3 DIY Curtain Tie-Backs From the Hardware Store

It’s industrial design at its finest.

Show: HGTV Happy

Curtain tiebacks are one of those items that can be as cheap or as expensive as you like. Frankly, we prefer cheap that looks expensive. That’s where these easy DIY tiebacks come into play. They mimic the look of pricey designer versions, but they’re just as easy on the wallet as they are on the eyes. Let’s take a closer look, shall we?

Get the Step-by-Step Instructions

DIY Curtain Tie-Backs From the Hardware Store 01:41

Make chic curtain tie-backs with inexpensive materials from the hardware store, like jute rope, cotton rope and metal chain.

Sleek Chain

Photo by: Cassidy Garcia

Cassidy Garcia

Simple, but oh-so-chic, this matte black number is as easy as it gets. Simply cut the chain to about 16 inches and attach with the clip of your choice. Easy peasy.

Just Jute

Photo by: Cassidy Garcia

Cassidy Garcia

For a more textured look, try your hand at this pretty rope tieback. Fold three feet of jute rope together, leaving two inches longer on one side. Rotate both ends in the same direction for an easy twist. Wrap the non-loop end with strong tape and trim the remainder of the shorter side. Then loop the longer rope around and tape again to make a loop. Paint two 1/2-inch steel pipe couplings black. Then slide them over both loops, covering the tape as you do so. Voila – ready to hang!

Braided Cotton

Photo by: Cassidy Garcia

Cassidy Garcia

For this sophisticated option, start with three 6-foot pieces of cotton rope and one 3-foot piece. Loop the three 6-foot pieces through a large hook so that six ends are even at the bottom. Braid the rope. To make this easier, try taping the hook down to a table as you braid. Use the 3-foot piece to tie a square knot at the bottom of your braid. Be sure to leave a few inches of rope as fringe. Knot the end of each piece, and you’re done. 

Keep Reading

Next Up

Store-bought Custom Curtains

Alice Fakier, an HGTV Design Star finalist, shows an easy way to customize store-bought curtains.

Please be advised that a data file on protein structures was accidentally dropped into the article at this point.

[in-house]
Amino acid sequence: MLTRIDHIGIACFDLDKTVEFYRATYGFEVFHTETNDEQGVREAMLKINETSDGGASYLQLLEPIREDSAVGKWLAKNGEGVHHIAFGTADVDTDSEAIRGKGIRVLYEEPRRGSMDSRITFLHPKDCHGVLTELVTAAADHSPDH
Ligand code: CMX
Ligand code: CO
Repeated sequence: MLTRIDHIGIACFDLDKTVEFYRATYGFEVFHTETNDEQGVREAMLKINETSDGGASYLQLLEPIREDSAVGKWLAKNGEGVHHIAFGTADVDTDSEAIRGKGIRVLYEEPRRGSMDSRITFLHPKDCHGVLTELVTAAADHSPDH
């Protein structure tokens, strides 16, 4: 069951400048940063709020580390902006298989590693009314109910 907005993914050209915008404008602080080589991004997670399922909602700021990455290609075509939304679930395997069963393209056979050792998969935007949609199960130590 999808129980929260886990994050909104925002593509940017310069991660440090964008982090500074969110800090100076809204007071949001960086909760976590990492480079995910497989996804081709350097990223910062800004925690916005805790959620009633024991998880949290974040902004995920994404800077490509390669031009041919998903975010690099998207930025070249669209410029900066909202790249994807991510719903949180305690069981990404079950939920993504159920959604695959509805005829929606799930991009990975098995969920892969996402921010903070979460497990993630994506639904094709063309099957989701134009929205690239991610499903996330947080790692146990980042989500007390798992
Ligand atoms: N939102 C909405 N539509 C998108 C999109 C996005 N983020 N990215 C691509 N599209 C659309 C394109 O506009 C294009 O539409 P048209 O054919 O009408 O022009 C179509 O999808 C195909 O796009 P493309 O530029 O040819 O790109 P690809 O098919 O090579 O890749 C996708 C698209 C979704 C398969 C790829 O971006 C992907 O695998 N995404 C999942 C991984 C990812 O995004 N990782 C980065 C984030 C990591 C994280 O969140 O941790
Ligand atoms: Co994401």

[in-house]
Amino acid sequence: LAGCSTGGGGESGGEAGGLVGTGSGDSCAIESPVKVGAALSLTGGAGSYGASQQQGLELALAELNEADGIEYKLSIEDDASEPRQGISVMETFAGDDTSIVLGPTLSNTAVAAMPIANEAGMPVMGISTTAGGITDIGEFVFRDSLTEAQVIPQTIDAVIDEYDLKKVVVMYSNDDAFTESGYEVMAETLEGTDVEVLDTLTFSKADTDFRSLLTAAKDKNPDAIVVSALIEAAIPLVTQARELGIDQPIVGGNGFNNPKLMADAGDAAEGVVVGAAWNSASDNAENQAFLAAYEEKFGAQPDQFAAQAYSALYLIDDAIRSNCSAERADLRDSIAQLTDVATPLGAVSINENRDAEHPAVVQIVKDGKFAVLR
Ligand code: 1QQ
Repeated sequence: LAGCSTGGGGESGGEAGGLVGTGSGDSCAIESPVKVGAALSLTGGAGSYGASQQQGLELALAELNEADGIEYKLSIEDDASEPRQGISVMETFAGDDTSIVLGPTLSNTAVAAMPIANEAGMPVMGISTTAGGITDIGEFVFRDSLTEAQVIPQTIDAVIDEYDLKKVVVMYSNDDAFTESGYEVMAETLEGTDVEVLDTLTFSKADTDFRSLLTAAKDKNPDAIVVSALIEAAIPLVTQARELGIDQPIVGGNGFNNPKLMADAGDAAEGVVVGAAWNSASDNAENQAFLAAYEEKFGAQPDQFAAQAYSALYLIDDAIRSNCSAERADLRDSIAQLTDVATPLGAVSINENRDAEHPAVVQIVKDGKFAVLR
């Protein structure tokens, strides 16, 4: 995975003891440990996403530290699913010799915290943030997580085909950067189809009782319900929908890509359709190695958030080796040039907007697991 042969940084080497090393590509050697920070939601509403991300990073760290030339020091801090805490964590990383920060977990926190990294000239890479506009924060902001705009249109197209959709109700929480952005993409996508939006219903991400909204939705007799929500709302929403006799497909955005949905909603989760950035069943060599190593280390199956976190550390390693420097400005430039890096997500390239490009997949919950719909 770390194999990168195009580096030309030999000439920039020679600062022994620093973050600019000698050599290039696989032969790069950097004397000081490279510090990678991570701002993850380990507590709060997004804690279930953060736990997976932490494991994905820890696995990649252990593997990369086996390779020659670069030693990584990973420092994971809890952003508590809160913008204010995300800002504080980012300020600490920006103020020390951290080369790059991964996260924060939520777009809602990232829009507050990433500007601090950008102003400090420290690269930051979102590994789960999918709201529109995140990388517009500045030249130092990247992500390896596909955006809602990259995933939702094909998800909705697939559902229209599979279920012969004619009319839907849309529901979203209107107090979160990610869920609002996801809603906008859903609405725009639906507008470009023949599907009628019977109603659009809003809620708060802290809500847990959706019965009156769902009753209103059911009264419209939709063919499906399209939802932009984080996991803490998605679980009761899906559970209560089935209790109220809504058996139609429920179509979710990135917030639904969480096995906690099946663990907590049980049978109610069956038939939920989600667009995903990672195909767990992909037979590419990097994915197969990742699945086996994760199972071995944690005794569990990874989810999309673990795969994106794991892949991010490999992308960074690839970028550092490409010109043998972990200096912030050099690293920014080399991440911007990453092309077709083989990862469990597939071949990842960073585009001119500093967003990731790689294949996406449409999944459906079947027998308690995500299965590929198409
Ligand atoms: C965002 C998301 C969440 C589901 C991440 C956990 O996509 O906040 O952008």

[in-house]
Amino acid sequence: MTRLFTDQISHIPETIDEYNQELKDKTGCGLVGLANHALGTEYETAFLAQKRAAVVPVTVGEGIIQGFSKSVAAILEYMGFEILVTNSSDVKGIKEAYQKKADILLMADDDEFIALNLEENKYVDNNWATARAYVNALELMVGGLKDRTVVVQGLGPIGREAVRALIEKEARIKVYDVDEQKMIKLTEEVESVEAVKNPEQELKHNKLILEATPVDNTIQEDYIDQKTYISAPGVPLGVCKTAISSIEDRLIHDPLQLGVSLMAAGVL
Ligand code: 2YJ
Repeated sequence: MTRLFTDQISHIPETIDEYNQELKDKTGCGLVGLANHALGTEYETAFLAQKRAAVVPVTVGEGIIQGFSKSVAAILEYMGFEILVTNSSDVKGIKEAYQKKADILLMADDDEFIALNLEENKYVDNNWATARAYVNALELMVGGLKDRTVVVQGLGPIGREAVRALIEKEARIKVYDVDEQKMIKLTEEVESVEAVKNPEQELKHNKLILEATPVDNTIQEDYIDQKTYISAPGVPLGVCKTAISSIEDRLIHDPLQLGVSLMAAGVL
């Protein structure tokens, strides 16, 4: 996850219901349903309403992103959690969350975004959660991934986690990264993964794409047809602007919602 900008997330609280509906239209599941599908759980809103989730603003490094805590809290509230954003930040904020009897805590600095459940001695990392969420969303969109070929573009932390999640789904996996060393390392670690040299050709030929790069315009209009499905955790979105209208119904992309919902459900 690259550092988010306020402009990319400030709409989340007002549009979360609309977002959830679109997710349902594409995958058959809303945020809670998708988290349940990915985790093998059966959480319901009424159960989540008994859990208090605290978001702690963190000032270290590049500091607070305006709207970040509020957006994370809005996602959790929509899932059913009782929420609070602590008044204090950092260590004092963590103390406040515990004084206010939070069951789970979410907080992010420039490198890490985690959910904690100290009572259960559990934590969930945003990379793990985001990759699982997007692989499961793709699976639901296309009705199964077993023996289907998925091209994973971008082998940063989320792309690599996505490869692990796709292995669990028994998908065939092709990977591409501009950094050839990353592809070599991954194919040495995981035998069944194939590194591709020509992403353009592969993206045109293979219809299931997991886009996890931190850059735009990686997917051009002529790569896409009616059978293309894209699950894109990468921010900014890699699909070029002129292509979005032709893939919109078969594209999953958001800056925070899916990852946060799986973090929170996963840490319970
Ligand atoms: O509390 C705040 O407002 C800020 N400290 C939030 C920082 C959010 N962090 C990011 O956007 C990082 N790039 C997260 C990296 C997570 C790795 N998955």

Copycat Window Treatments

Learn how to make a window treatment with fabric, a carpet tube, toilet floats, and a dryer vent.

Tablecloth Window Treatment

Get the latest curtain updates from Alice Fakier, an HGTV Design Star finalist. Here she shows us how to create an unusual tablecloth window treatment.

Banded Curtains

Add color and visual height to a room by sewing a band of contrasting design to the edge of plain fabric.

Panel Curtains Combine Form and Function

Tips on changing the look of a room with these simple window treatments.

Table Runner Window Treatment

Get the latest window treatment ideas and curtain updates -- without breaking your budget -- from Alice Fakier, an HGTV Design Star finalist.

Make a Fabric-Covered Cornice and Lined Window Panels

Add softness to a window cornice with long drapery panels held in place by metal clips. Here are step-by-step instructions for both window treatments.

Use a Vintage Doorknob As a Curtain Tieback

Add vintage elegance and style to your windows by repurposing old doorknobs as curtain tiebacks.

Tea-Stained Lace Curtains

Revitalizing old or discolored lace curtains with a tea stain gives them an appealing antique look.

How to Use Leather Belts As Curtain Tiebacks

Bring a fashionable touch to your window treatments by keeping them held back with repurposed leather belts.

On TV

Follow Us Everywhere

Join the party! Don't miss HGTV in your favorite social media feeds.